Craft and material

Bringing a design concept into the real world

This blog post summarizes Craft and Material, chapter 10 of Nelson and Stolterman’s “The design way” (TDW: 2012, 2003), see also the two previous posts. TDW merges several intellectual traditions, including Churchman’s systems approach, which also inspired our own book “Wicked Solutions.” It is not surprising that there are interesting parallels between the books, some of which we are happy to point out at the end of the summary.

Craft    …. (in the context of design) is a skill set used by designers (e.g. systems thinkers) to manipulate tools and material to bring a design concept into the real world. Craft is a process for maturing and finalizing a design. This process must lead to an end product in which the original design ideal or “parti” (see previous blog post) is still apparent. The crafting process is the innovative part of design. The term “innovation” should not be conflated with the term “creativity.” Creativity results in boundary-breaking design ideals, whereas craft-related innovation works within the boundaries set by ideal and reality.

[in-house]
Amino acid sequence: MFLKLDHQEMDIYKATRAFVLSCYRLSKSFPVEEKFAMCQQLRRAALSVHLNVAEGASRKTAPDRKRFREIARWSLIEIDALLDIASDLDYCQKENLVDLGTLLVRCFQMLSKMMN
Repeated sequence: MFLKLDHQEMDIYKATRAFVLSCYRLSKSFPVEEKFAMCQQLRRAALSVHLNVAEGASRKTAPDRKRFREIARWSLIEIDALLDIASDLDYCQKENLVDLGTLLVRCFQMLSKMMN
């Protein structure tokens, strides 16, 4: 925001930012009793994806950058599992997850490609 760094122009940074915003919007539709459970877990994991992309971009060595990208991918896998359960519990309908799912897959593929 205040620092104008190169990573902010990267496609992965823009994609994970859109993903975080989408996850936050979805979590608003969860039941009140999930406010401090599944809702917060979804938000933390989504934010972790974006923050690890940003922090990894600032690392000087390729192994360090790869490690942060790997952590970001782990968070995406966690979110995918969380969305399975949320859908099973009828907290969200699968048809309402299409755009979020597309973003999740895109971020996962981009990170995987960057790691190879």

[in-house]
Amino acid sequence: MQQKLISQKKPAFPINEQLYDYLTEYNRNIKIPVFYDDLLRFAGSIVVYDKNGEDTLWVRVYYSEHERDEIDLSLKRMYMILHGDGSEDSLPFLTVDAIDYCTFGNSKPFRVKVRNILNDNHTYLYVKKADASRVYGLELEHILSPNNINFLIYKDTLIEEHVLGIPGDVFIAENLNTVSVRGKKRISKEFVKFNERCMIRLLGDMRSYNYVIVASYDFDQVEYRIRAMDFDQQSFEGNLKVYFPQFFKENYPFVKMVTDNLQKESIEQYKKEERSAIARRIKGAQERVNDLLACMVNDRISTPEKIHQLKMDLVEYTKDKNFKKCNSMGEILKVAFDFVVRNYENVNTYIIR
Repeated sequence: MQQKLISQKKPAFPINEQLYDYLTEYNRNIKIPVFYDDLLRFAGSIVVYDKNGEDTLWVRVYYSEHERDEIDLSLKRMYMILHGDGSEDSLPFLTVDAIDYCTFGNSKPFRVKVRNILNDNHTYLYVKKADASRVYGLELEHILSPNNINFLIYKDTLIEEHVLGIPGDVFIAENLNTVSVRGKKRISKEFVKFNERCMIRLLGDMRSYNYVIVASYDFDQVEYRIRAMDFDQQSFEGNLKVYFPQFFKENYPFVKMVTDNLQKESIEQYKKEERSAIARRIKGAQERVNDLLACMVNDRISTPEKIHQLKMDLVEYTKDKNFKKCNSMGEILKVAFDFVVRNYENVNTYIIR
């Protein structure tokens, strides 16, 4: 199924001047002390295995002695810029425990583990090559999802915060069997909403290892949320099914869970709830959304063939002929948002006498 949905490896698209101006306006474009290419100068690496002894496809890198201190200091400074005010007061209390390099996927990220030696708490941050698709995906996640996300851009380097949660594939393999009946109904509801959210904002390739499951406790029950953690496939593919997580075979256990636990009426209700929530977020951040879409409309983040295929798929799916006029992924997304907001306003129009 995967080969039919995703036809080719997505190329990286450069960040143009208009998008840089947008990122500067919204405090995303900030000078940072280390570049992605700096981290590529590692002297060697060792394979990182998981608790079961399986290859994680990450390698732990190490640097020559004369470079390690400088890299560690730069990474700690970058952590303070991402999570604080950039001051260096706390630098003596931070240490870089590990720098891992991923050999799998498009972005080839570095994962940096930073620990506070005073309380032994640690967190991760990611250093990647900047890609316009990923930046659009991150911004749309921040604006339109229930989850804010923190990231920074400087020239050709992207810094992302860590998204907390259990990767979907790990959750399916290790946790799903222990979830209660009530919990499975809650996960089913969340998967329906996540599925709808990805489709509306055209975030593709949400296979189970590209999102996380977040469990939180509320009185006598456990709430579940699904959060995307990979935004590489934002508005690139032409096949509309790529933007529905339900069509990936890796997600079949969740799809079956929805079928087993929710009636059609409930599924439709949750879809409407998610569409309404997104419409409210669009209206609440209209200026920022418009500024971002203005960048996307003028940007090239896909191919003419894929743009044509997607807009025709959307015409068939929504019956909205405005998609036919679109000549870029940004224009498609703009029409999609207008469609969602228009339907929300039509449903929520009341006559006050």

Material   …. is definitely not limited to physical materials like water, iron, paper, or stone, but includes abstract material (symbols, numbers, essence) and people (social, cultural, and spiritual material). Material “speaks back” to the designer when he or she is building effective inter-relationships between materials. These inter-relationships must be strong and natural in relation to the whole (i.e. the design and its immediate surroundings) and the world (the wider relevant environment) for the design to be effective.

Connoisseurship and caretaking       A designer must become a connoisseur in his domain of activity in order to be able to handle his material with delicacy and intimacy and in order to produce quality and excellence in the final design. The quality of the final design is not apparent until the design is completed. Hence, an unfinished design may meet with considerable reticence or misunderstanding. This is partly due to it involving different people and design teams who often have complex and contradictory needs. This means that a design requires careful management and caretaking during the maturation process.

Parallels with “Wicked solutions”   Wicked solutions is about addressing wicked problems, i.e. human problem situations. This means that the material is mostly people. Because wicked solutions emphasizes values it looks at people as ethical material. Having said that, Wicked Solutions is very flexible and could probably be applied to many situations that concern design in a broad sense. The idea of looking at people as material brings organizational design, including soft systems thinking, within the compass of design. The notion of material “speaking back” points at the same idea, be it from the other end.

craft and material

The text of this blog post explains most of this concept map. The blog post is based on chapter 10 of The Design Way (2012), written by Harold Nelson and Erik Stolterman


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